Derek Emerson is director of events, conferences and the Haworth Hotel on the campus of Hope College in Holland. Hope has about 300,000 square feet of convention and meeting space spread across the DeVos Fieldhouse, Haworth Hotel, concert halls, theaters and other meeting rooms.
Emerson said it’s difficult to compare 2019 to 2022 because the Haworth Hotel was closed for a major renovation that year and was set to reopen right when the pandemic hit but didn’t. Now that it’s open, the college is seeing more bookings from corporate and association groups than it did in 2019.
Many of the events held on campus are summer camps. For this summer, camp attendance is expected to be about 80 percent of a typical pre-pandemic year. But the conference business is expected to match pre-pandemic levels, Emerson said, thanks to meeting space that went online at the hotel.
“We’re feeling like we’re back on track,” he said. “We’re still seeing some hesitancy from outside groups who are renting spaces. … A lot of them, their budgets really got hurt over COVID, and they may not have the money to rent space. I know some have cut back on the number of events they’re doing just in general, as people are still easing back in, but it hasn’t been a significant decrease.”
Emerson said he expects Hope will generate about $4 million in event revenue this year, surpassing its 2019 event revenue of $3 million, helped by academic and church conference bookings and regular meetings of Haworth Corp. and the Holland-based Michigan West Coast Chamber of Commerce.
Grand Traverse Resort and Spa in Acme, just outside Traverse City, books events for many Michigan-based associations in sectors including technology, banking, real estate, education and government. The resort has about 86,500 square feet of meeting space spread across 11 venues.
The venue gets an assist in bookings from having airlift access at Cherry Capital Airport in Traverse City, said Katie Leonard, director of sales.
While Leonard did not disclose revenues, she said that in 2019 the resort booked about 60,000 hotel room nights for a total of 464 groups holding events. In 2022, that number was down to about 50,000 room nights across 349 groups.
So far this year, Grand Traverse Resort has booked 266 groups. Leonard expects the year will close out very close to 2022 numbers. She projects it will book more than 400 groups in 2024 and make a full recovery by 2025.
Leonard said Grand Traverse Resort’s room bookings are hurt when there’s low attendance at events. Attendance is low now partly due to the labor shortage at venues and for customers.
“(For) some of the trade shows and things like that, companies that would send people to be exhibitors, they just don’t have as many employees … to be able to maximize that,” she said.
Fortunately, Leonard said her sales staff uses revenue management systems to help it target areas where it can make up for lost group business. Some of these include social events such as weddings, wine and food tastings, and golf outings.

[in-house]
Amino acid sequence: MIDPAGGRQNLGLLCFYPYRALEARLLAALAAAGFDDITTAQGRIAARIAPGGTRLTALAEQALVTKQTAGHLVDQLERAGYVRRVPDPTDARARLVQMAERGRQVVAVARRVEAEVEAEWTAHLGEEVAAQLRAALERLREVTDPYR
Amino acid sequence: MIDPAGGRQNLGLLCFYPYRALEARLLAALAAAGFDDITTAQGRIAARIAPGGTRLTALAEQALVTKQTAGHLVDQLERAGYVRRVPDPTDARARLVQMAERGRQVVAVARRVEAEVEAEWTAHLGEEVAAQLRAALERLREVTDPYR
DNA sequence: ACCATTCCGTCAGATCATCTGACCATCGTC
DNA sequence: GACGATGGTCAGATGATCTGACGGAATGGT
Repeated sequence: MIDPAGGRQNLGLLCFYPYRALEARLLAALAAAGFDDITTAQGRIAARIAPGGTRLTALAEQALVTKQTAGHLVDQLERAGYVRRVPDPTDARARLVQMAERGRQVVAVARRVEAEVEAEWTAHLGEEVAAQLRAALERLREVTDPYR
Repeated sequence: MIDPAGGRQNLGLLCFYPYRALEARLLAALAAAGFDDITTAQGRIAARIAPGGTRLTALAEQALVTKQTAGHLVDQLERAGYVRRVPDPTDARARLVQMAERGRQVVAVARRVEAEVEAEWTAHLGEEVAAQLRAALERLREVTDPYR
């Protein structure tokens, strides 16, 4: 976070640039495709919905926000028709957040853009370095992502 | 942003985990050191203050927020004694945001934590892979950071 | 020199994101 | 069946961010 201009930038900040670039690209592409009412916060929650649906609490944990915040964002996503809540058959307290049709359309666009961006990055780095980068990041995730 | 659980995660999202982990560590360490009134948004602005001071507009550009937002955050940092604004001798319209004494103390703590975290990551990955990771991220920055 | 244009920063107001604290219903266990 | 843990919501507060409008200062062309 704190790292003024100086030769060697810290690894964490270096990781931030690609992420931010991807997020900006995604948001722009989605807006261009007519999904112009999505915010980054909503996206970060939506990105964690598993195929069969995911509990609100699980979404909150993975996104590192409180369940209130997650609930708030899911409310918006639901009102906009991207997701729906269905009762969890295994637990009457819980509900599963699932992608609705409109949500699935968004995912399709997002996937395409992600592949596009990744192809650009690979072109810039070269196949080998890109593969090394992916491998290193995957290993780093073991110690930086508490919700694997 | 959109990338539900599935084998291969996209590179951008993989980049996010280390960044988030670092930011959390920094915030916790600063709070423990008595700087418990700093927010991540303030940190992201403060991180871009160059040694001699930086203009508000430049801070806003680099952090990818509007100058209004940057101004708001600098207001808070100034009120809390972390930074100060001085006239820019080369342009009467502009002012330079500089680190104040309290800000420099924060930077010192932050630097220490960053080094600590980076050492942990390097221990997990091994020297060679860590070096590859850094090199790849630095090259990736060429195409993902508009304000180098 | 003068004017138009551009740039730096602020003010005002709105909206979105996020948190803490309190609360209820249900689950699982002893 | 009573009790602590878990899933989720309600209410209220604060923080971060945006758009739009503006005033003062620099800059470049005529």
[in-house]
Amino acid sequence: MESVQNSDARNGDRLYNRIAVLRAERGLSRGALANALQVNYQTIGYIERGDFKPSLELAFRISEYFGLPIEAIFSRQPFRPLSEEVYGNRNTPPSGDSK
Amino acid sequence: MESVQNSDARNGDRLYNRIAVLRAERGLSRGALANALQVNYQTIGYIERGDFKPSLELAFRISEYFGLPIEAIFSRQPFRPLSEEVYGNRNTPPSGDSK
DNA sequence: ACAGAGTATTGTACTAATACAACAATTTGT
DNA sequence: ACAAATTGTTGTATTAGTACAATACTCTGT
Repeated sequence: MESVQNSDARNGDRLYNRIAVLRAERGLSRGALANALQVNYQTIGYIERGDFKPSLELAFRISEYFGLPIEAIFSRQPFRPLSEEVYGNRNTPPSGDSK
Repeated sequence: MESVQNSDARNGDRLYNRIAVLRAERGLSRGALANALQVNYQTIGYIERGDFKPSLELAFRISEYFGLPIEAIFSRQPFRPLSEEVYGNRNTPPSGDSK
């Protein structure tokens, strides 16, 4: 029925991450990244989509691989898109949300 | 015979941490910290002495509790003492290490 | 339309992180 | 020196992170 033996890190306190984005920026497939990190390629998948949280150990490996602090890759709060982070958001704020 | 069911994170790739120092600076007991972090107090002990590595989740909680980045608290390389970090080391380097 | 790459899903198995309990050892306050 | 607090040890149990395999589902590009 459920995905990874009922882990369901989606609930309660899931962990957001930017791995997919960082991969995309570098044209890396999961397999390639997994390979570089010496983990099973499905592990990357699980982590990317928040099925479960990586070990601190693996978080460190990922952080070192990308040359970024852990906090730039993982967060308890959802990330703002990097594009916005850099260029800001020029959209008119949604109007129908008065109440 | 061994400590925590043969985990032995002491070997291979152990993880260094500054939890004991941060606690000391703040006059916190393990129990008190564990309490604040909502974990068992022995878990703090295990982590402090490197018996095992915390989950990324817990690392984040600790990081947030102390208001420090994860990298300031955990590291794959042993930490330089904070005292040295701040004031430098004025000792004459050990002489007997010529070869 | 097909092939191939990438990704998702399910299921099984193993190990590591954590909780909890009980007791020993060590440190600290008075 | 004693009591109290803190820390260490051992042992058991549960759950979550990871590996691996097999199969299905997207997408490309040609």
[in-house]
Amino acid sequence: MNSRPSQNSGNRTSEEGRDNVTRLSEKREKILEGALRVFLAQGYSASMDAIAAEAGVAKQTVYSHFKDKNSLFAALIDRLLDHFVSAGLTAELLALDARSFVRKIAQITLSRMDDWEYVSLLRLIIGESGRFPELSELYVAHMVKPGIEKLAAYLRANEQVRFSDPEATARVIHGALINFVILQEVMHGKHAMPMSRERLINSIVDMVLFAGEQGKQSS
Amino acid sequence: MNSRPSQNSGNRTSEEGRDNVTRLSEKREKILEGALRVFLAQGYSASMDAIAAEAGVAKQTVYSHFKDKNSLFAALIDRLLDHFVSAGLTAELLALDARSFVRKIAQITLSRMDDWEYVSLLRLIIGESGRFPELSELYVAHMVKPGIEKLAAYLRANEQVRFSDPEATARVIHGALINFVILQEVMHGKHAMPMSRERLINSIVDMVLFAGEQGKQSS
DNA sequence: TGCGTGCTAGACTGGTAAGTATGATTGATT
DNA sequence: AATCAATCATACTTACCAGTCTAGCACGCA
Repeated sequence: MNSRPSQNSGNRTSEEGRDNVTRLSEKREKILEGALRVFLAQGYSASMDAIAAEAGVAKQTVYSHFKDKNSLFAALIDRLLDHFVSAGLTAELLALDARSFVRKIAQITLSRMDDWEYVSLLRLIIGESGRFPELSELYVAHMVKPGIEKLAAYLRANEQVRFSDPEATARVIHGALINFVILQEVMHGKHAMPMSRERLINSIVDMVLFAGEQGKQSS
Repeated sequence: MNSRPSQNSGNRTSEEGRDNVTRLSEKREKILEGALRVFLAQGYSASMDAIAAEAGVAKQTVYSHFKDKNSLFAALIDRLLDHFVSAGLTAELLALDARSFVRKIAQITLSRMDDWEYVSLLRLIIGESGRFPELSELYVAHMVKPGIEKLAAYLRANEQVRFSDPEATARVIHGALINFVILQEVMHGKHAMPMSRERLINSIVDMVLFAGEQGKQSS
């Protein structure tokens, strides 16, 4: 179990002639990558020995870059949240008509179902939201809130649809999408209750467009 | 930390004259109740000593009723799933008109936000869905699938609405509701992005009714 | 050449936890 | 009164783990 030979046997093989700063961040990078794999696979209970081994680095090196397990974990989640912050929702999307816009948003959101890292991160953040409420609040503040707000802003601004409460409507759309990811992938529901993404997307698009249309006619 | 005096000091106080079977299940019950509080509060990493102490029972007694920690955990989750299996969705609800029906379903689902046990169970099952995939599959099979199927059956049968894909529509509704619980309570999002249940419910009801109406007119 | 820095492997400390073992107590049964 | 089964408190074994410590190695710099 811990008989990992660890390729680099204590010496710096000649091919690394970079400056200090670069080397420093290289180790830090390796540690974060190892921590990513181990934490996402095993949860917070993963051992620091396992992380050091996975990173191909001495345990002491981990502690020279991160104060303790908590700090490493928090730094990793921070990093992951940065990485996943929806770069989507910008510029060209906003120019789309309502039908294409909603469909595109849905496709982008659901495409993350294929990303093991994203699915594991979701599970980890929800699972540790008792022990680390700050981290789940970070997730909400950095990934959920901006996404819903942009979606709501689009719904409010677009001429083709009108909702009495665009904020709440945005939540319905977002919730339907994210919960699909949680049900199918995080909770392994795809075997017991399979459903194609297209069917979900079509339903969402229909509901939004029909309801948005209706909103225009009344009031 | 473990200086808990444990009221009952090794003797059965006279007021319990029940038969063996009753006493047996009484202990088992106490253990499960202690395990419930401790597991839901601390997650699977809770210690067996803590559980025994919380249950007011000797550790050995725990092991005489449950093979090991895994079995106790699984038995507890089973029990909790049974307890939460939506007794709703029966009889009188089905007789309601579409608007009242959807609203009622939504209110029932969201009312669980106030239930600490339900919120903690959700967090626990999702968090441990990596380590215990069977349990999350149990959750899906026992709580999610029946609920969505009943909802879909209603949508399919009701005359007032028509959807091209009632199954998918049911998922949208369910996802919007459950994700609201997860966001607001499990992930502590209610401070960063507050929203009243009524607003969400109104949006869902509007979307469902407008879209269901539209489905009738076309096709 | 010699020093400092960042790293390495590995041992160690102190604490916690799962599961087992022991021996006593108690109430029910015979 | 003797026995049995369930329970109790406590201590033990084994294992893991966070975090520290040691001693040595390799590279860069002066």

She said resort ownership renovated all of the meeting spaces during the pandemic to make them more appealing and is in the midst of a $10 million renovation of guest rooms to make them more business friendly. The resort also is working on expanding its outdoor venues to support more events, she said.
The Lansing Center is experiencing the slowest recovery of any convention venue Crain’s interviewed. It recovered just more than 70 percent of its pre-pandemic business last year after having record attendance of 220,000 visitors at 255 events that brought in $6.1 million in operating revenues in 2019.
Its operating revenue for 2022, not including $1.7 million in one-time American Rescue Plan Act grants, was $4.5 million after hosting 180 events that brought in 142,000 people, according to Scott Keith, president and CEO of the Lansing Entertainment & Public Facilities Authority, which manages the Lansing Center.
Keith said it’s been difficult to predict revenues each year since the coronavirus crisis began in early 2020.
“We’re throwing a dart at the dartboard where we think indicators are going to be for our industry. Last year, we projected a 70 percent return, and we are hitting that number this year. We’re actually moving a little bit ahead of 70 percent,” he said.
He said the Lansing Center relies mostly on association business, which has struggled to fully rebound. And the center has never pulled in as many corporate meetings as other cities.
“Some industries have rebounded to where they feel comfortable coming back in person — their budgets are solid, their attendees are good — and then other industries have been a little bit slower. For example, we’ve seen corporate business come back quicker, but we’ve seen education and manufacturing be a little bit slow,” Keith said.
Keith attributes the latter weaknesses partly to staffing shortages. He said the center’s business also has been affected by factors like protests at the state Capitol as well as the 2022 opening of the Heritage Hall visitors center that’s drawn away lobbying association business.
He said youth activities, like plays, sports and dance competitions and cheerleading events, have come back quicker than corporate and association business, so the Lansing Center is leaning into those opportunities to fill in gaps.
For fiscal year 2024, he said the Lansing Center expects to have recovered about 80 percent of its business.